• Kenya

    Same-Same in Mathare

    I was doing some dissertation reading today (as I do everyday) when I came across the following passage: The people of Mathare are neither looking for handouts nor threatening the social and political order of their society. Instead, they are seeking control over their own lives, and ways to solve the daily problems of subsistence. They reject the negative image that outsiders hold of them and will go to great lengths to alter it, given the opportunity. A better understanding of these aspirations will, I hope, result in a more reasonable and humane government orientation toward urban squatters and greater assistance in helping people to help themselves. This made me…

  • Academic,  Kenya

    Overloaded Faculty in East Africa

    The latest Journal of International and Intercultural Communication is out with an interesting article that looks at the factors that contribute to a lack of research and publication activities by scholars working at universities in East Africa. In “Research and Publication by Communication Faculty in East Africa: A Challenge to the Global Community of Communication Scholars” Ann Neville Miller, Mary N. Kizito, and Kyalo wa Ngula use surveys and interviews with faculty, department heads and librarians to try to understand why there is so little research coming from scholars working at schools in Kenya, Uganda, and Tanzania. While there are a number of factors at play, one of the largest…

  • Kenya

    Things You Should Know About Kibera

    As part of my research, Genesis Njeru and I conducted a bunch of interviews with Kibera residents (you can read more about the process here). These interviews covered a lot of different topics, but one of the things we asked early on was how they would describe life in Kibera. As you can imagine, residents discussed many of the challenges of living in Kibera, but they also talked about some of the positives in their community. As a follow-up question, we asked (with some variation in wording): “Is there anything you wish people who live outside Kibera knew about Kibera?”* Here are some of their responses: What I know about…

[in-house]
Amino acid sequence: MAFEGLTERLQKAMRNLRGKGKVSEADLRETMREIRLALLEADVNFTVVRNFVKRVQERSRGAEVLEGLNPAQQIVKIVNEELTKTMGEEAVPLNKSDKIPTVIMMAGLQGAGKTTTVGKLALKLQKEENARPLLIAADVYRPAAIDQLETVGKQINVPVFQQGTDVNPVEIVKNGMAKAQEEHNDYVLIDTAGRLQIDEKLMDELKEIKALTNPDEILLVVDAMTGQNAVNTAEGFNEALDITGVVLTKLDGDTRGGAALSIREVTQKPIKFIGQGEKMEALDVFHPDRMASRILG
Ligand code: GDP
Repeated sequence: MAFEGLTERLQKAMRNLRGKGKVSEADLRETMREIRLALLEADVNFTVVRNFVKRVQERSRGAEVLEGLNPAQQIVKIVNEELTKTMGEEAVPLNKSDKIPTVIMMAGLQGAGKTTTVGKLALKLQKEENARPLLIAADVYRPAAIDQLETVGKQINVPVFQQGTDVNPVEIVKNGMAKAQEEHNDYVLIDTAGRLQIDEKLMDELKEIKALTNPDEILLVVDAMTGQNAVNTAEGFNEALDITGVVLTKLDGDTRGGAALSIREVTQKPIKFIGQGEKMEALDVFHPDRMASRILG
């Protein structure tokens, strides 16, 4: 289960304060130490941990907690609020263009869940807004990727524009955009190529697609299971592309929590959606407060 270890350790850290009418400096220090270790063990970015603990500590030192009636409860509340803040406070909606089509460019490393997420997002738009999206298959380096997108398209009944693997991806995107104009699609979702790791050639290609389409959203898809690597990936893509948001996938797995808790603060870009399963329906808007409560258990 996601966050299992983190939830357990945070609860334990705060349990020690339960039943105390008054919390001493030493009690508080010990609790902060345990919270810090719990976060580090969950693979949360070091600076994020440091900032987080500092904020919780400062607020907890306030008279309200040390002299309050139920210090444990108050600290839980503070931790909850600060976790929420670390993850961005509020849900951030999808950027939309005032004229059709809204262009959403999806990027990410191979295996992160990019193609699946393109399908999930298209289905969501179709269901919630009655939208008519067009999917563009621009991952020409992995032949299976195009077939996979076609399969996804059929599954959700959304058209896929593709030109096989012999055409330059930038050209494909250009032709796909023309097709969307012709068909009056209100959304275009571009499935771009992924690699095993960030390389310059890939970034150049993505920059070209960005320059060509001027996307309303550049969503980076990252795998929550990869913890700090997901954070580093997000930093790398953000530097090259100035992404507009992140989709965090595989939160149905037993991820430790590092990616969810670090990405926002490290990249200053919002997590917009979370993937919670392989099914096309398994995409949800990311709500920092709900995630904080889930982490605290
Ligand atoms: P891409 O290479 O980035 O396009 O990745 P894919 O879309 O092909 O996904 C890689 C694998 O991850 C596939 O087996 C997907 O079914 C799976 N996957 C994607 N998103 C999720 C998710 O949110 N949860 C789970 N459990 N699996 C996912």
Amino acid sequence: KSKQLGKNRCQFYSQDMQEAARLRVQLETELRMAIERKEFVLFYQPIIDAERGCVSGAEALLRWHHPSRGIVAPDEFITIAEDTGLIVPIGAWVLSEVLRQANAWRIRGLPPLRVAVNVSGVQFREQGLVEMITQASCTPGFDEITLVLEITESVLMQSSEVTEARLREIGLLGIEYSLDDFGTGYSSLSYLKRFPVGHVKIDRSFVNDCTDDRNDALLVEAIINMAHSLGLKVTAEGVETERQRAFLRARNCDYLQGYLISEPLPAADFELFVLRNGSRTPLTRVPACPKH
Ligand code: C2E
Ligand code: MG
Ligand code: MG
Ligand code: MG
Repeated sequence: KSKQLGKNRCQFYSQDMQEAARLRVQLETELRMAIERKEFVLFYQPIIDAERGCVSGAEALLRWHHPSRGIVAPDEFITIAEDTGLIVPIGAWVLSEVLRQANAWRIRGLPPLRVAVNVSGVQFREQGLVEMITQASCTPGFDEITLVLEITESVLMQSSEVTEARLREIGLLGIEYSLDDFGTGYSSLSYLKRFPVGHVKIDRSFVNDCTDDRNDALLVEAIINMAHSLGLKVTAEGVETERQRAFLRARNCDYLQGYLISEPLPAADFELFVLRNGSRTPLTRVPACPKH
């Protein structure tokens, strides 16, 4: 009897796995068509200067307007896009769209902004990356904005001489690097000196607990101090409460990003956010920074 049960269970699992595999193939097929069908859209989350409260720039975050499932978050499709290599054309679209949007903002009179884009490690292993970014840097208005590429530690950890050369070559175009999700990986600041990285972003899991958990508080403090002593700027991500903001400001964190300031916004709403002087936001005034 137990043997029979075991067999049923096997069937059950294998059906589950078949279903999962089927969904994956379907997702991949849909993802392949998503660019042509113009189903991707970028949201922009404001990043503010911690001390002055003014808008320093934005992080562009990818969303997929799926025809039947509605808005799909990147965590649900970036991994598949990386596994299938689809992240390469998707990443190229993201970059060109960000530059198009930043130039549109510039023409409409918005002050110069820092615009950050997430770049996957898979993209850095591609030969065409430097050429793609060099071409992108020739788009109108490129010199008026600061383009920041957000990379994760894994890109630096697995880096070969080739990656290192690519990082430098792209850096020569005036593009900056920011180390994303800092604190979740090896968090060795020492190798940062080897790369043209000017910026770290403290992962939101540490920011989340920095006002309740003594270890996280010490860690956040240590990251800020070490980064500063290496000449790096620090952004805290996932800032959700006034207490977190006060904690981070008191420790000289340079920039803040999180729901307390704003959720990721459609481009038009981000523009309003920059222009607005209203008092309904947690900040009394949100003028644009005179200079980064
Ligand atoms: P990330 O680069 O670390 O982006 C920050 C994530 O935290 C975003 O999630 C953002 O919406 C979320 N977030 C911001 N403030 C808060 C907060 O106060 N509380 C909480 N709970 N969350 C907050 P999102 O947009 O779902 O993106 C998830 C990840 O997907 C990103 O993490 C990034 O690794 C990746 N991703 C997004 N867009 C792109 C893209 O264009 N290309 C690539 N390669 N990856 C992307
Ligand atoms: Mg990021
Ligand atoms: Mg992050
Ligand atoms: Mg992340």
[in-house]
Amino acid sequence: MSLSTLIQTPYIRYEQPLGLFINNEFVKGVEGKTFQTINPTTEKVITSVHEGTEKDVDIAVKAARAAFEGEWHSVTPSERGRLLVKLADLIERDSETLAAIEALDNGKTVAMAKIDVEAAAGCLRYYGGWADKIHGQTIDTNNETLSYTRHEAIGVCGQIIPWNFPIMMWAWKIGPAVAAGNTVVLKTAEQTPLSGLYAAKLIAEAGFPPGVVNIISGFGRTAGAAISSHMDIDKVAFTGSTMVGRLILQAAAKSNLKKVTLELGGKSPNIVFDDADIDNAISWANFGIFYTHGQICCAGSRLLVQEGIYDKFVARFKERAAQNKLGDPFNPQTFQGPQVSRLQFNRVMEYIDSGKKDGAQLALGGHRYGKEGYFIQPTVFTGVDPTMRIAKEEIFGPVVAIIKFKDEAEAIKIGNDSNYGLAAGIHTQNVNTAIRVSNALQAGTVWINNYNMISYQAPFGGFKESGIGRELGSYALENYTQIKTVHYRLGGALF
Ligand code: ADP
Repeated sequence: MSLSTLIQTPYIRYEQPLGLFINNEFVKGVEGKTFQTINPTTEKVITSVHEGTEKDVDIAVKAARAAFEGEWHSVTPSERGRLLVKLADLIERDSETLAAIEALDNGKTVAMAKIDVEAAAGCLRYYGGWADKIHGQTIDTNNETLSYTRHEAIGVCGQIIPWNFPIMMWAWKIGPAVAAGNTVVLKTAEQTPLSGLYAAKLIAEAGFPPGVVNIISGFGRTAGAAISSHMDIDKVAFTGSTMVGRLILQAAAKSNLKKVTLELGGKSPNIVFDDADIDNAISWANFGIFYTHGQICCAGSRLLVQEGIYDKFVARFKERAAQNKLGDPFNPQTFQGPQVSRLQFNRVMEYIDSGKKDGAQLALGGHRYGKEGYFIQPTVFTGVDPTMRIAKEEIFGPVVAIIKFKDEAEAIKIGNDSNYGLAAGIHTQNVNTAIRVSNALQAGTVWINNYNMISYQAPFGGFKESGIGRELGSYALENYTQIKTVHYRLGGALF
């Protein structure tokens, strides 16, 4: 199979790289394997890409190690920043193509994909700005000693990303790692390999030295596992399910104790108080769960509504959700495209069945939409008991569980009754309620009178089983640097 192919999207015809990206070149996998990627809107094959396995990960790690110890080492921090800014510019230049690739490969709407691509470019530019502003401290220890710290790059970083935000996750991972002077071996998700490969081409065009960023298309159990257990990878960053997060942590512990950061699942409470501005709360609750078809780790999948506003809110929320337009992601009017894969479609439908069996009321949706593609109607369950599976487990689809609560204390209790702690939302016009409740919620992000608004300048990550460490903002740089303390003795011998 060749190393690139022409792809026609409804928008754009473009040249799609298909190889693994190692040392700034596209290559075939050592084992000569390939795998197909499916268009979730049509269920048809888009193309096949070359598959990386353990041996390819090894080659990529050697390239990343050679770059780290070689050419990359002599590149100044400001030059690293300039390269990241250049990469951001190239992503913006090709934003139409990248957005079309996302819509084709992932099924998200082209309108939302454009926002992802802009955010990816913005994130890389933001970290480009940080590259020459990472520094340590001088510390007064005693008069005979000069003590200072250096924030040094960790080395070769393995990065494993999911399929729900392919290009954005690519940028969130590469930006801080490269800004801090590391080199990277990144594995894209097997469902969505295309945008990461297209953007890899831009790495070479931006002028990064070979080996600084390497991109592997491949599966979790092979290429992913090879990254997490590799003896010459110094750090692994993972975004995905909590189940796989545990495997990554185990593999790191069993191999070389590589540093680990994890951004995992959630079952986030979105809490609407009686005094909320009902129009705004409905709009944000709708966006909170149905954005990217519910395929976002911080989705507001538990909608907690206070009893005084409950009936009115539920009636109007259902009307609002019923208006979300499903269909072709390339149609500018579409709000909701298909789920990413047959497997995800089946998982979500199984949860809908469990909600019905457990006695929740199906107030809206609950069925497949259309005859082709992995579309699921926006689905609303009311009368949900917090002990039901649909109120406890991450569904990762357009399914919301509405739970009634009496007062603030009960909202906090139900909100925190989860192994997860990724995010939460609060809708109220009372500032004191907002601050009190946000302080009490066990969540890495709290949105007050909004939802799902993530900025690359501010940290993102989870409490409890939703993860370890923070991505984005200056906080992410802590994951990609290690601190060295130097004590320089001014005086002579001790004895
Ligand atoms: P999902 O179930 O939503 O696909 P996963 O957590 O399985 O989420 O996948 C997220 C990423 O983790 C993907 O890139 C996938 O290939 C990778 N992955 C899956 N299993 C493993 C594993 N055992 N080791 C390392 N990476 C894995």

• Kenya

    Playing the Numbers Game to Discredit the Numbers Game

    Rasna Warah has an opinion piece in today’s Daily Nation on the new census figures for Kibera–something I blogged about last week. A regular critic of development projects, Warah argues the inflated population figures traditionally given for Kibera most likely were created and promoted by the UN and other NGOs to serve their own interests. She writes: The more likely scenario is that, in the absence of authoritative statistics, the population figure for Kibera was entirely made up to suit the interests of particular groups. And because no one publicly challenged the figures, a lie became the truth. Seems reasonable. I mostly agree. But, Warah does something that I forgot…

  • Kenya

    What’s in a Name (and a Number)?

    Friday the Daily Nation published an article titled “Myth shattered: Kibera numbers fail to add up.” Looking at the newly released 2009 Kenya census, Muchiri Karanja writes: It has been billed as Africa’s biggest slum and even by some accounts, the world’s largest. Some say it is home to two million people, others a million. But the 2009 Kenya Population and Housing Census results released this week make everything you have heard about the size of Kibera improbable. Numbers do not lie, and figures from the 2009 census indicate that Kibera barely makes it to Nairobi’s largest slum. According to the census figures, the eight locations that form Kibera slums…